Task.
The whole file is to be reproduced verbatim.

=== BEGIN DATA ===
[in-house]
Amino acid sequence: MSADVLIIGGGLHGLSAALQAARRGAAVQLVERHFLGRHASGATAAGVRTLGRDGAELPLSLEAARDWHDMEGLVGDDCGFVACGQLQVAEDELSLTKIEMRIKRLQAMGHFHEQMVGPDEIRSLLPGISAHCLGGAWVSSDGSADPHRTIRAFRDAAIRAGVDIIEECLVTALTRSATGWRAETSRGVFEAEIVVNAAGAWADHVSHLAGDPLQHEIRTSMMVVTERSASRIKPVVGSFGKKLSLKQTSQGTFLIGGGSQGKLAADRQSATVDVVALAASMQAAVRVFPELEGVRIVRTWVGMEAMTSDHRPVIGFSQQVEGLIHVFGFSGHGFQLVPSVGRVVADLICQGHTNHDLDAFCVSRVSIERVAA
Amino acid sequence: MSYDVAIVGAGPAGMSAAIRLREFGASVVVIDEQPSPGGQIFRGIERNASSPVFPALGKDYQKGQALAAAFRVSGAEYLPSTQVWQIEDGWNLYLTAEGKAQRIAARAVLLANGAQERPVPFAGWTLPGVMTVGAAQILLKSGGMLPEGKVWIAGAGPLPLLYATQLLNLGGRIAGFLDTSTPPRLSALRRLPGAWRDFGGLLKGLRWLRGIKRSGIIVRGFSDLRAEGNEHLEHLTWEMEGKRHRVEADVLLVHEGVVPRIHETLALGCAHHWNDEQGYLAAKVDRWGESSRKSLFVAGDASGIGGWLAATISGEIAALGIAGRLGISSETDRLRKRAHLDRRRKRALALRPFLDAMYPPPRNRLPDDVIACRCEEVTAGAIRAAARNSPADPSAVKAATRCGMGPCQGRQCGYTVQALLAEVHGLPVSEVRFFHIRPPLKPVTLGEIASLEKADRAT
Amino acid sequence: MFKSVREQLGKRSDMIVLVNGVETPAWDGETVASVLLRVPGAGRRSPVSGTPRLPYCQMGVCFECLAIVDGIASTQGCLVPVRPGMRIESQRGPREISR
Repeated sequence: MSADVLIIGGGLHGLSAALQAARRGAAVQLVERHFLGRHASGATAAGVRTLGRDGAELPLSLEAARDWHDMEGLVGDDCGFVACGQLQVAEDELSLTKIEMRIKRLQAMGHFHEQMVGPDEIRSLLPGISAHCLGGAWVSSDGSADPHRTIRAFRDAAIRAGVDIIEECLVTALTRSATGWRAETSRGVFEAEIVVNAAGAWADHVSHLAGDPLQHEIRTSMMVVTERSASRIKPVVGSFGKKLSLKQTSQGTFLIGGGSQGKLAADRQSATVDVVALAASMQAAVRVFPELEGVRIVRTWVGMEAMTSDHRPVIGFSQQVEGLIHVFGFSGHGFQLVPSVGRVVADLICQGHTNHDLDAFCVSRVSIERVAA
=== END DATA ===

[in-house]
Amino acid sequence: MSADVLIIGGGLHGLSAALQAARRGAAVQLVERHFLGRHASGATAAGVRTLGRDGAELPLSLEAARDWHDMEGLVGDDCGFVACGQLQVAEDELSLTKIEMRIKRLQAMGHFHEQMVGPDEIRSLLPGISAHCLGGAWVSSDGSADPHRTIRAFRDAAIRAGVDIIEECLVTALTRSATGWRAETSRGVFEAEIVVNAAGAWADHVSHLAGDPLQHEIRTSMMVVTERSASRIKPVVGSFGKKLSLKQTSQGTFLIGGGSQGKLAADRQSATVDVVALAASMQAAVRVFPELEGVRIVRTWVGMEAMTSDHRPVIGFSQQVEGLIHVFGFSGHGFQLVPSVGRVVADLICQGHTNHDLDAFCVSRVSIERVAA
Amino acid sequence: MSYDVAIVGAGPAGMSAAIRLREFGASVVVIDEQPSPGGQIFRGIERNASSPVFPALGKDYQKGQALAAAFRVSGAEYLPSTQVWQIEDGWNLYLTAEGKAQRIAARAVLLANGAQERPVPFAGWTLPGVMTVGAAQILLKSGGMLPEGKVWIAGAGPLPLLYATQLLNLGGRIAGFLDTSTPPRLSALRRLPGAWRDFGGLLKGLRWLRGIKRSGIIVRGFSDLRAEGNEHLEHLTWEMEGKRHRVEADVLLVHEGVVPRIHETLALGCAHHWNDEQGYLAAKVDRWGESSRKSLFVAGDASGIGGWLAATISGEIAALGIAGRLGISSETDRLRKRAHLDRRRKRALALRPFLDAMYPPPRNRLPDDVIACRCEEVTAGAIRAAARNSPADPSAVKAATRCGMGPCQGRQCGYTVQALLAEVHGLPVSEVRFFHIRPPLKPVTLGEIASLEKADRAT
Amino acid sequence: MFKSVREQLGKRSDMIVLVNGVETPAWDGETVASVLLRVPGAGRRSPVSGTPRLPYCQMGVCFECLAIVDGIASTQGCLVPVRPGMRIESQRGPREISR
Repeated sequence: MSADVLIIGGGLHGLSAALQAARRGAAVQLVERHFLGRHASGATAAGVRTLGRDGAELPLSLEAARDWHDMEGLVGDDCGFVACGQLQVAEDELSLTKIEMRIKRLQAMGHFHEQMVGPDEIRSLLPGISAHCLGGAWVSSDGSADPHRTIRAFRDAAIRAGVDIIEECLVTALTRSATGWRAETSRGVFEAEIVVNAAGAWADHVSHLAGDPLQHEIRTSMMVVTERSASRIKPVVGSFGKKLSLKQTSQGTFLIGGGSQGKLAADRQSATVDVVALAASMQAAVRVFPELEGVRIVRTWVGMEAMTSDHRPVIGFSQQVEGLIHVFGFSGHGFQLVPSVGRVVADLICQGHTNHDLDAFCVSRVSIERVAA